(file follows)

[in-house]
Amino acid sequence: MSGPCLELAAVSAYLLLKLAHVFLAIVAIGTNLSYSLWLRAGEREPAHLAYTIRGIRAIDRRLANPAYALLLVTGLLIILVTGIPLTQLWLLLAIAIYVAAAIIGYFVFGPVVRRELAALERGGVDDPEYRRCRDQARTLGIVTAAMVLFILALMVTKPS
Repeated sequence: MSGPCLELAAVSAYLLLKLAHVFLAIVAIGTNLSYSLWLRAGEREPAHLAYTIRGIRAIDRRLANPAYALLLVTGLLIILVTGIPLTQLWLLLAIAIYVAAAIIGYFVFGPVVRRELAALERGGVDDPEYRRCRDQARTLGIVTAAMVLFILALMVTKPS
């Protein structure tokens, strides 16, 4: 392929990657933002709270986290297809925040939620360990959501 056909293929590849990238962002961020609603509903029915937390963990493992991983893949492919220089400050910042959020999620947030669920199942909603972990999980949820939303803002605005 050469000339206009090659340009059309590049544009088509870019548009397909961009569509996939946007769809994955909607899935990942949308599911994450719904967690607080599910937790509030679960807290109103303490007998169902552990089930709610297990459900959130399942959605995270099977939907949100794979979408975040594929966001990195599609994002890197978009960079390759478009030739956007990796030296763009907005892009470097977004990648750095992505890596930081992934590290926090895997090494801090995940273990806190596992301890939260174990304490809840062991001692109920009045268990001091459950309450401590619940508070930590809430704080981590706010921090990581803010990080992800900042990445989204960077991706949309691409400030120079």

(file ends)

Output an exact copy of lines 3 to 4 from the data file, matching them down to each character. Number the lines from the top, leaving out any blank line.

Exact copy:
Repeated sequence: MSGPCLELAAVSAYLLLKLAHVFLAIVAIGTNLSYSLWLRAGEREPAHLAYTIRGIRAIDRRLANPAYALLLVTGLLIILVTGIPLTQLWLLLAIAIYVAAAIIGYFVFGPVVRRELAALERGGVDDPEYRRCRDQARTLGIVTAAMVLFILALMVTKPS
């Protein structure tokens, strides 16, 4: 392929990657933002709270986290297809925040939620360990959501 056909293929590849990238962002961020609603509903029915937390963990493992991983893949492919220089400050910042959020999620947030669920199942909603972990999980949820939303803002605005 050469000339206009090659340009059309590049544009088509870019548009397909961009569509996939946007769809994955909607899935990942949308599911994450719904967690607080599910937790509030679960807290109103303490007998169902552990089930709610297990459900959130399942959605995270099977939907949100794979979408975040594929966001990195599609994002890197978009960079390759478009030739956007990796030296763009907005892009470097977004990648750095992505890596930081992934590290926090895997090494801090995940273990806190596992301890939260174990304490809840062991001692109920009045268990001091459950309450401590619940508070930590809430704080981590706010921090990581803010990080992800900042990445989204960077991706949309691409400030120079």